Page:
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China’s BrightGene successfully copies Gilead’s coronavirus hopeful remdesivir

Raises concerns over patent exclusivity in the country


Chinese pharma BrightGene has reported that it has successfully copied remdesivir, an experimental therapy which has shown promise against the novel coronavirus.

However, Gilead which holds all patents around the development and production of the drug – including for its development as a treatment for coronavirus.

The novel coronavirus – recently named Covid-19 by the World Health Organization – has claimed 1,350 lives so far, with the majority of cases occurring in China, the epicentre of the outbreak.

The country has reported almost 60,000 cases of the infection, which has spread to a number of countries – including the UK, which has reported a total of nine confirmed cases.

In an attempt to stop the spread of the disease, researchers as well as Chinese health authorities have been testing a number of experimental therapies against Covid-19.

The one with the most potential – so far – has been antiviral drug remdesivir, which Gilead had already been developing as a treatment for Ebola disease and Marbug virus infections.

Although BrightGene has said it has successfully developed and manufactured copies of the drug, it has also maintained that it will not launch the drug until it has received licensing from Gilead, conducted clinical trials and obtained approval.

A study of remdesivir in Covid-19 has already begun enrolling patients in China, with a Gilead spokesman confirming that two clinical trials will be conducted in Wuhan, the city where the first cases of the novel coronavirus were observed.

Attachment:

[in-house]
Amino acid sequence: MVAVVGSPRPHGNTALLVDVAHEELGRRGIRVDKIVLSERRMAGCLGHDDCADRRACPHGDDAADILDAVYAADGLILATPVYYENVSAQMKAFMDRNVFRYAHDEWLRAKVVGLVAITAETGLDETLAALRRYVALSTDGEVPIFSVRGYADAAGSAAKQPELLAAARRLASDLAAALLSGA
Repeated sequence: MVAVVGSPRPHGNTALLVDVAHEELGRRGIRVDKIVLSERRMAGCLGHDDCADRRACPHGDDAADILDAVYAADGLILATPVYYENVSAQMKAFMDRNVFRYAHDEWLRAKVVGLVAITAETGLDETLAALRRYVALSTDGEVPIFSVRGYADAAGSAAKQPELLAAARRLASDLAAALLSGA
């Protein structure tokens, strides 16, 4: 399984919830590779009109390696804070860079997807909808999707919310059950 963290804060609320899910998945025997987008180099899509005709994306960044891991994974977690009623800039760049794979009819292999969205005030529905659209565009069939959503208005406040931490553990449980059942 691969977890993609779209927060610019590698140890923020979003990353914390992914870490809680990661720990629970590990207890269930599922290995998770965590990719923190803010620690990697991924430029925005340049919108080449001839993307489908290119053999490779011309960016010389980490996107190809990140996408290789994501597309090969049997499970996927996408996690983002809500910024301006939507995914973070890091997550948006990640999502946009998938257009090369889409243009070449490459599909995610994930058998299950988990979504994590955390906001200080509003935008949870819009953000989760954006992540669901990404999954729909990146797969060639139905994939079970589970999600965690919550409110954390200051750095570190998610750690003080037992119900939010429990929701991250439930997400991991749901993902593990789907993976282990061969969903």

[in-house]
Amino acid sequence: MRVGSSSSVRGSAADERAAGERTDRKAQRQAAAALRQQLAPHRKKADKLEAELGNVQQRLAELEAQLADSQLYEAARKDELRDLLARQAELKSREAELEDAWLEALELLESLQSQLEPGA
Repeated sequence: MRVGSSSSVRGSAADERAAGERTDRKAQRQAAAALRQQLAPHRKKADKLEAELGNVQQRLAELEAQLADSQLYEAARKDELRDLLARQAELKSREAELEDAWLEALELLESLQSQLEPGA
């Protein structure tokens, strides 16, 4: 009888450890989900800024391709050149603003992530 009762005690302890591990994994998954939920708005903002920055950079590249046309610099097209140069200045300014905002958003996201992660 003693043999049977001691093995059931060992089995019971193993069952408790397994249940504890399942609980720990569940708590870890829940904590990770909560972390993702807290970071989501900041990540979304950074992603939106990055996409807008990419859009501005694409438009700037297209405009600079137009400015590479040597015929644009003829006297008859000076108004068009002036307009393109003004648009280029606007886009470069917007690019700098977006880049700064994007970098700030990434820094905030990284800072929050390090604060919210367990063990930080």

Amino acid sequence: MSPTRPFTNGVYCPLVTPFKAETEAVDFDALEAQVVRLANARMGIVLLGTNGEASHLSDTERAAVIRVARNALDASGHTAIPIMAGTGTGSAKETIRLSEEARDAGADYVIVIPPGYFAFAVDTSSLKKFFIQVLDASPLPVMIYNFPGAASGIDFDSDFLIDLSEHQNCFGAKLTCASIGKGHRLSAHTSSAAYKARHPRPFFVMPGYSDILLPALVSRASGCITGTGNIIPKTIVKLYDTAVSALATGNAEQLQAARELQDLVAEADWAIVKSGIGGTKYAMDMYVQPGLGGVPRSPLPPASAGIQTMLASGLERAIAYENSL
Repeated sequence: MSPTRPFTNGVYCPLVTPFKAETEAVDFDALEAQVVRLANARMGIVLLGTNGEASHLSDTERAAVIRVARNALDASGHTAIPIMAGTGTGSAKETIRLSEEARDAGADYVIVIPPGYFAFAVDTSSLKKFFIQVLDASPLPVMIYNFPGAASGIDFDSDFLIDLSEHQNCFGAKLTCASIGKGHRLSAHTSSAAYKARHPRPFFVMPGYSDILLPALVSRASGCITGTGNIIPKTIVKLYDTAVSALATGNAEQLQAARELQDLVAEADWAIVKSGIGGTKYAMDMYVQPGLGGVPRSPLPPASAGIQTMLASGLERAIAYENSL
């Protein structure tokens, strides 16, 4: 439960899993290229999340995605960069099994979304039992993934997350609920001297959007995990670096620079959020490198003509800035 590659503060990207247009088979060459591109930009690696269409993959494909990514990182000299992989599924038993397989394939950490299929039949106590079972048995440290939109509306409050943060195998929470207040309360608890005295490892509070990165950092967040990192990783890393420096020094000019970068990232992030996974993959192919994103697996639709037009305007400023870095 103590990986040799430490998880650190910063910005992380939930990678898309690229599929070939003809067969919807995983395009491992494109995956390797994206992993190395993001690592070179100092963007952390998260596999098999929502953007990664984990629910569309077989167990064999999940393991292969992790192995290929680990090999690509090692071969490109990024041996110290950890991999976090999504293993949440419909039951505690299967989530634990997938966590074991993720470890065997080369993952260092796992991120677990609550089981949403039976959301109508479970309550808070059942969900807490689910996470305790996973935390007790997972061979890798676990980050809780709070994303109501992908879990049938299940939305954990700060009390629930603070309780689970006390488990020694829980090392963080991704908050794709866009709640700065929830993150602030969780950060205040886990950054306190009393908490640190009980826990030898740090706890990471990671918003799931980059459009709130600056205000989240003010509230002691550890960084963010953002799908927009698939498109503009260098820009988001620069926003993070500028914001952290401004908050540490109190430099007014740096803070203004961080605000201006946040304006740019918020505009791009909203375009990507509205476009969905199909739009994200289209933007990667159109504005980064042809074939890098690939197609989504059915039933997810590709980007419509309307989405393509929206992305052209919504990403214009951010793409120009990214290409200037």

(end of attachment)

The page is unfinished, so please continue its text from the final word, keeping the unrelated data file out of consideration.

A Chinese state-owned news agency – Xinhua – has reported that trials have already officially launched, following the approval by China’s National Medical Products Administration of applications by the China-Japan Friendship Hospital, as well as the Chinese Academy of Medical Sciences, to conduct the trials.

The Friendship Hospital will study 761 patients with Covid-19 in two trials – one to assess those with mild-to-moderate cases of the virus and another to assess severely affected patients in Wuhan.

The news reflects a larger issue of patent exclusivity in China, and in particular, around remdesivir. Researchers at the Wuhan Institute of Virology have already filed an application in China to patent remdesivir, although Gilead has indicated that it already holds a patent for the drug in China.

Following its announcement, BrightGene saw its share climb 20%, increasing to RMB 52.12 ($7.48) per share.

Article by
Lucy Parsons

13th February 2020

From: Research



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